Figure 1:
A, B, CT scan of the lung showing (A) bilateral compressive atelectasis with large pleural effusions in lung window and (B) bilateral large layering pleural effusions in mediastinal window.
T1-38
Table 1:
Laboratory findings at first presentation.
F2-38
Figure 2:
A, B, C, D fungal culture from blood showing (A) fried egg-like mold colony of P marneffei with a red diffusible pigment on Sabouraud Dextrose agar (after 10 days incubation at 25 °C) and (B) yeast colony of P marneffei (after 10 days incubation at 35 °C). The mold was smeared for Gram staining from blood culture showing (C) the red and rod-shaped hyphae (red arrow). Lacto-phenol cotton blue stain of P marneffei revealed (D) paintbrush-like clusters hyphae and conidiophores.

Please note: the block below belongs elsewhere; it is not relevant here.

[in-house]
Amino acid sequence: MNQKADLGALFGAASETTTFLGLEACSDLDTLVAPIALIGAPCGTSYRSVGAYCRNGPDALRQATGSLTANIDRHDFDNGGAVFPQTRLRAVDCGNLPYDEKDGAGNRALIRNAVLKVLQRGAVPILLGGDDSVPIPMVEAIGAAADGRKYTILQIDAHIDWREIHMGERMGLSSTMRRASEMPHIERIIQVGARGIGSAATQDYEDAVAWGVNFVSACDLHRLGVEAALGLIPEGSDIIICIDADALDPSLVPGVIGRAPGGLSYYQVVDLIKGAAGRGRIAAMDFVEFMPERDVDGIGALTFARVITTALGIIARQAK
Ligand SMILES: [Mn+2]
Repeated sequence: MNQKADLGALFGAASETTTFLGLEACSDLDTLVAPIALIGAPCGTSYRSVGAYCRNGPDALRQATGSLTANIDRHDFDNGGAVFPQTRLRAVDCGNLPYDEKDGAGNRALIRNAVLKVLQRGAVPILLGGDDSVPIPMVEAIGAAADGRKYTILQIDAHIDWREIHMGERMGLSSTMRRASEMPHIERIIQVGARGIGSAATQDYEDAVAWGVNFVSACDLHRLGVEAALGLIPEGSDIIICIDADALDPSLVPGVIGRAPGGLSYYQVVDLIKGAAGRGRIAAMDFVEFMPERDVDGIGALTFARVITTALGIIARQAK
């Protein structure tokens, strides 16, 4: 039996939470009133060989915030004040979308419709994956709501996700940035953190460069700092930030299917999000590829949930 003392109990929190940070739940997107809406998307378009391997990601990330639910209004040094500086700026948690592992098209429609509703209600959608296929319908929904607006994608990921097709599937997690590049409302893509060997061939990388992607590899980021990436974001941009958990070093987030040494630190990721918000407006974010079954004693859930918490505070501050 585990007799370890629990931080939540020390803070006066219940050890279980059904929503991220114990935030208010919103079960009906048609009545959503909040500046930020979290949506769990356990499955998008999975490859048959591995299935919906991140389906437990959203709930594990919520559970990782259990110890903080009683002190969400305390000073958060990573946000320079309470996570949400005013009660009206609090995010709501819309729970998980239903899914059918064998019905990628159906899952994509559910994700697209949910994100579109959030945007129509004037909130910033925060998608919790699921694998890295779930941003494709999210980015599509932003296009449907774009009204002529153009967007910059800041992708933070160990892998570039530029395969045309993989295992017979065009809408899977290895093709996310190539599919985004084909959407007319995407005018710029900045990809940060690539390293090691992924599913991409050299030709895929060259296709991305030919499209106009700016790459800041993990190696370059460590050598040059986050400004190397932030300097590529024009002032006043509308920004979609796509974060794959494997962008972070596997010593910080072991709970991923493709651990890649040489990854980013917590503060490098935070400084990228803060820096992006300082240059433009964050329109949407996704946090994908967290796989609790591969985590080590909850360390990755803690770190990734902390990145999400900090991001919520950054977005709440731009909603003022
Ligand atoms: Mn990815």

3 Discussion

P marneffei, originally isolated from a bamboo rat, Rhizomys sinensis, is an emerging pathogenic fungus.[5] The fungal infection caused by P marneffei is an AIDS-defining illness and, next to tuberculosis and cryptococcosis, the third most common opportunistic infection in AIDS patients in tropical Southeast Asia.[6] Since the first case was reported in 1998 that an AIDS patient infected with fungemia by P marneffei,[7] an increasing number of P marneffei fungemia cases have been reported in HIV-infected individuals recently.[3,8–10] However, P marneffei fungemia is a rarely reported diagnosis in an HIV-negative individual with a history of COPD. In this article, we present the first such case worldwide.